Girl, Interrupted Movie Review

Teen angst gets the "One Flew Over the Cuckoo's Nest" treatment in "Girl, Interrupted," James Mangold's disappointingly common and commercial follow-up to his earlier, low-budget wonders "Heavy" and "Cop Land."

Poor Winona Ryder -- in her late 20s and still playing teenagers -- stars as 1960s suburban college drop-out Susanna, a compulsive writer stuck in an upscale asylum for a "rest" after mixing booze and a bottle of pain killers.

Borderline Personality Disorder is the maddeningly vague diagnosis of her psychological bugaboos -- the movie seems to want to make a point about our culture's tendency to seek scapegoats for our neuroses -- so Susanna is packed off to a New England psychiatric hospital where, in between the pill dole from the nursing staff, she writes endlessly in her dog-eared journal and fills it with tell-tale drawings the camera can cut to for moments of cheap insight.

Locked away with her is a predictable assembly of whiny girls with an A to Z of emotional issues -- the burn victim with internal scars to match the outer ones, the disturbed, Doris Day-like, daddy's girl (Brittany Murphy), deeply in denial about a dark family secret. Susanna gets treatment from a presumptuously smirking doctor (Vanessa Redgrave, shining in a tiny role) and homespun wisdom from a durable, sagacious RN (Whoopi Goldberg, in a big ol' afro). Of course, she also latches on to the charismatic resident troublemaker, Lisa (Angelina Jolie), a sexualized sociopath who has been in and out of the institution for eight years.

Mangold gets off to a good start in this adaptation of a best-selling memoir by novelist Susanna Kaysen, narrating what promises to be a predictable story from inside the girl's head, which is a confused jumble of times and events, illustrated with disorienting editing and camera techniques.

But it isn't long before the director's creativity is numbed by the conventions he can't seem to avoid -- the sanctimonious Questioning of the System (should Susanna be in here at all?), and the inevitable, empowering (and temporary) escape of Lisa and Susanna -- just as the ensemble of afflicted young patients are numbed by their medication.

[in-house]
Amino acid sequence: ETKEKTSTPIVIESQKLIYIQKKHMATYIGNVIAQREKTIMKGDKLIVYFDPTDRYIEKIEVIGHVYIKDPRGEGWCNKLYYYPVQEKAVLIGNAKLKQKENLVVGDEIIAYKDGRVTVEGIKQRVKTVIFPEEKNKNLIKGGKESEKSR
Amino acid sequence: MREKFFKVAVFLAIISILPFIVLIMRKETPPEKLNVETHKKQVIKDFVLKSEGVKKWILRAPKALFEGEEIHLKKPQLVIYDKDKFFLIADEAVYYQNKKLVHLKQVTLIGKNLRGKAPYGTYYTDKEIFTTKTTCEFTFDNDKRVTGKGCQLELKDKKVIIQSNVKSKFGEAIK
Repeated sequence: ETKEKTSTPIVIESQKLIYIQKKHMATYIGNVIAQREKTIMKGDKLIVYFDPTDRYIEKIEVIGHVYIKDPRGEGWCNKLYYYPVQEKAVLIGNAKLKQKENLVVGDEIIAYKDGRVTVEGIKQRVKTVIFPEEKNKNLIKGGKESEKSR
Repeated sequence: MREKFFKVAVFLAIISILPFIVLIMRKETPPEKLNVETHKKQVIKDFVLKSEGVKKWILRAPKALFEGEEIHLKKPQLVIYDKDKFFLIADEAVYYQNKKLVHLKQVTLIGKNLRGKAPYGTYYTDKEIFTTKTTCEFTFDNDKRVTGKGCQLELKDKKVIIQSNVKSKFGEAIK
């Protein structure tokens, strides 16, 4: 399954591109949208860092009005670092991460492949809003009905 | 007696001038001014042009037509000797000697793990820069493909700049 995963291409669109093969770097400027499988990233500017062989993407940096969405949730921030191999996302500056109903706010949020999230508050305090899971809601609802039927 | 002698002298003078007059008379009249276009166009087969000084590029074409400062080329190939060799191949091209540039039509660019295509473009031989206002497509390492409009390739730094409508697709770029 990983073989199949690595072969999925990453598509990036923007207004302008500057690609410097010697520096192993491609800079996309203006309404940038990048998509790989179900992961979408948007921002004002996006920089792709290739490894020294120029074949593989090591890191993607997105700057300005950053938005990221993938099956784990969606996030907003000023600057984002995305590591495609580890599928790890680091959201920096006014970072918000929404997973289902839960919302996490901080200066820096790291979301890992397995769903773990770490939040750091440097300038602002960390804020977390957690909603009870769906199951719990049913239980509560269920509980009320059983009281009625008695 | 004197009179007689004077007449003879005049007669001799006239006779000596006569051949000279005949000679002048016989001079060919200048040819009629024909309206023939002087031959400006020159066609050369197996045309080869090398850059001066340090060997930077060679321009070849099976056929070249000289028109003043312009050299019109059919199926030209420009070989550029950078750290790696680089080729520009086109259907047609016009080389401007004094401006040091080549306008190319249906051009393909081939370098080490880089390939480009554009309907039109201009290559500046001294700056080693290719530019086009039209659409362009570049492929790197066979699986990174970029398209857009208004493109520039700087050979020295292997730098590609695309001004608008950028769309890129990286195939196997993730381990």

Pixie-haired Ryder does a fine job of portraying a girl on the edge of instability, even if she does employ the same brow-stitching anxiety accouterments she's put to use in what must be a dozen other films by now.

Jolie, who has been nominated for a Golden Globe and is the topic of Oscar buzz, is certainly magnetic as the wildly temperamental Lisa. But her performance feels like an asylum rehash of her Emmy-winning role as the coke-addicted '80s fashion model "Gia" in HBO's 1998 biopic. Anyone who hasn't seem that picture may well be amazed by her performance here. She's a talented actress. But anyone who has seen "Gia" will experience deja vu.

Ultimately, "Girl, Interrupted" is an oddly warm and fuzzy mental hospital movie without much of an emotional hook -- and nothing at all like "Cuckoo's Nest," to which even I am guilty of drawing a prosaic comparison. It's been tweaked for the chick flick demographic and burdened with too-obvious allusions (parallels are drawn between our heroine's condition and the social upheaval of the '60s) and too-easy solutions. What do you know -- venting in her journal makes Susanna feel better!

The movie may strike a chord with teenage (and maybe even twentysomething) girls who feel they're experiencing the same kind of persecution in their lives, and from that purging-mechanism point of view I can see how it might have some appeal. But if you don't already have something in common with Susanna, the whole experience will likely feel trite.


Girl, Interrupted Rating

" Grim "

Rating: R, Opened:<br> Tuesday, December 21, 1999 (limited)<br> Friday, January 14, 2000 (wide)<br>


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